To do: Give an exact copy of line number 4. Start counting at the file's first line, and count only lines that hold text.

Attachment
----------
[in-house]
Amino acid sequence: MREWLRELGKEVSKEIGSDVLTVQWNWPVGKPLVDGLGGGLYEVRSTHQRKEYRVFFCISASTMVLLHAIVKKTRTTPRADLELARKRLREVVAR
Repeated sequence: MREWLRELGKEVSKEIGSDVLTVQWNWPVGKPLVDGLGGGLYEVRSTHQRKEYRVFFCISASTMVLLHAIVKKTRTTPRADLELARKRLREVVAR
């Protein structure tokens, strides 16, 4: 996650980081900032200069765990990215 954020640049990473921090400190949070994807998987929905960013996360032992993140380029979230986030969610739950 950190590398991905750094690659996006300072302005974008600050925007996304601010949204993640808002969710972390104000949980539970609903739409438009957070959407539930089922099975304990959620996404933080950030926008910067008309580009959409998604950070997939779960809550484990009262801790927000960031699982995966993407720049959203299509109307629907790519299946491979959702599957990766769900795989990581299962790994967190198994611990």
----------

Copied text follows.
């Protein structure tokens, strides 16, 4: 996650980081900032200069765990990215 954020640049990473921090400190949070994807998987929905960013996360032992993140380029979230986030969610739950 950190590398991905750094690659996006300072302005974008600050925007996304601010949204993640808002969710972390104000949980539970609903739409438009957070959407539930089922099975304990959620996404933080950030926008910067008309580009959409998604950070997939779960809550484990009262801790927000960031699982995966993407720049959203299509109307629907790519299946491979959702599957990766769900795989990581299962790994967190198994611990």